Miami Family Lawyers Manage Parental Relocation Cases

Protecting your child custody and visitation rights when circumstances change

One of the most difficult child custody issues to resolve is when a custodial parent wishes to move out of the area or out of the state with the children. If the move were to occur, what would become of the noncustodial parent’s rights? What would the impact on the children be? To prevent harm to those parties, courts scrutinize proposed moves carefully under the guidance the Florida legislature has provided in the state’s relocation statute. At Rafool, PLLC, we have extensive experience in child custody disputes throughout the state of Florida, including relocation hearings. We represent parents on either side of the issue, working tirelessly to uphold their rights and advance their goals through vigorous litigation and by brokering creative solutions.

How Florida’s relocation statute works

Custodial parents have many reasons for relocating: a new job opportunity, a new relationship, or an escape from painful memories following a difficult divorce. All of these are valid reasons for moving yourself, but if you have a child custody order from a Florida court, your reasons must also apply to the children you want to take with you.

Under Florida law, a “relocation” means “a change in the location…at least 50 miles from that residence [contained in the child custody order],…for at least 60 consecutive days not including a temporary absence…for…vacation, education, or…health care for the child.” A relocation that triggers the law must get court approval. The statute provides two processes for gaining approval:

  • By agreement — The parents can settle the issue between themselves and present a new parenting plan to the court for approval. The new court order will then replace the existing child custody order.
  • By petition — If parents cannot reach an agreement, the parent who wishes to move can file a petition with the court and receive a hearing on the issue. The parent who objects to the move must file a response within 20 days, stating reasons why the court should not grant permission.

The court can grant a temporary injunction preventing the relocation. In deciding whether to permit the move, the court weighs a variety of factors, including:

  • The child’s relationships with both parents and other significant persons in the child’s life
  • The age and needs of the child, and the likely impact of the relocation on the child’s welfare
  • The feasibility of preserving the child’s relationship with the responding parent through alternative arrangements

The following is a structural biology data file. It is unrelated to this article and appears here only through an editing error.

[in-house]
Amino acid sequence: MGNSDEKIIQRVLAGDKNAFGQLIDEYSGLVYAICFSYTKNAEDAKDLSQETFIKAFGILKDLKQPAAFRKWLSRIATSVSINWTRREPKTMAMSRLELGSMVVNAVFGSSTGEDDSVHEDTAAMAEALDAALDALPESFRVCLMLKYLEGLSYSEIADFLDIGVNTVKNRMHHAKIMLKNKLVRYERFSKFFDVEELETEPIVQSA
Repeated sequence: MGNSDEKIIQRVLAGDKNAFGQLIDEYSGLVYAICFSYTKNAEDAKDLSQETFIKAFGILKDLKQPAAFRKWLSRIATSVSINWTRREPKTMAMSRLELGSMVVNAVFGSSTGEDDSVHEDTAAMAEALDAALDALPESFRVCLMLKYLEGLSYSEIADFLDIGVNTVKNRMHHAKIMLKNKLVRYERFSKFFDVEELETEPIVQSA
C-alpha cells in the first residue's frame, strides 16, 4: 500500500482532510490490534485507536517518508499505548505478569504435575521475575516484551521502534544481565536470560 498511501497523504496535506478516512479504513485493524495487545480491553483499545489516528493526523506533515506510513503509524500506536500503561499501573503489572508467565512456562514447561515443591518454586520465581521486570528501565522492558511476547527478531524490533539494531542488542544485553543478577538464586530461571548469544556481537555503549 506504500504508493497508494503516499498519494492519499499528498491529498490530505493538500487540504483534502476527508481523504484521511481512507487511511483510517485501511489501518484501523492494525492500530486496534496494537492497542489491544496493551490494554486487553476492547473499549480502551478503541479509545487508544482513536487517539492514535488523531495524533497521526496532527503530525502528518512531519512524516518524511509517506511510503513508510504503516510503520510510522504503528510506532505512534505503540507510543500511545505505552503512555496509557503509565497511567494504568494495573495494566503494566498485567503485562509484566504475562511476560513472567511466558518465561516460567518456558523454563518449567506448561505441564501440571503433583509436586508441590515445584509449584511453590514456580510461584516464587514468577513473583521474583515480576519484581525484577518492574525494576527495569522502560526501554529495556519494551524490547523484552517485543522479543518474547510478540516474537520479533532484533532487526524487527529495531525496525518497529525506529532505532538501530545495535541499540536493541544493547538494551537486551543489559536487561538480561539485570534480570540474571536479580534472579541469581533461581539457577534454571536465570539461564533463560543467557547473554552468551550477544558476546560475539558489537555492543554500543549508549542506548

• The child’s preference, considering the child’s age and maturity
  • Whether the relocation will enhance the petitioning parent’s quality of life
  • The reasons each parent is seeking or opposing the relocation
  • Each parent’s current employment and economic circumstances
  • Whether the petitioner has good-faith reasons for the relocation
  • The extent to which the responding parent has fulfilled financial obligations, including child support, spousal support, and marital property obligations
  • Any history of substance abuse or domestic violence by either parent
  • Any other factor affecting the best interest of the child

The petitioning parent has the burden of proving by a preponderance of the evidence that relocation is in the best interest of the child. If the court believes the petitioner has met that burden, the burden shifts to the responding parent to show by a preponderance of the evidence that the relocation is contrary to the best interest of the child.

If the court approves the relocation, the court has the discretion to modify the existing parenting plan to ensure the responding parent continues to enjoy frequent, meaningful contact with the children. In many cases, a responding parent who has had visitation rights may receive joint physical custody under a modified parenting plan.

Our attorneys understand how important your relationship with your children is. We are determined to uphold your parental rights while working toward creative solutions that advance the best interests of your children.

Contact our Miami family law firm for reliable counsel on relocation issues

If you wish to relocate or want to object to the relocation of your children, the experienced child custody attorneys at Rafool, PLLC, can help. For immediate assistance, call us at (305) 567-9400 or contact our Miami office online  to schedule an initial consultation.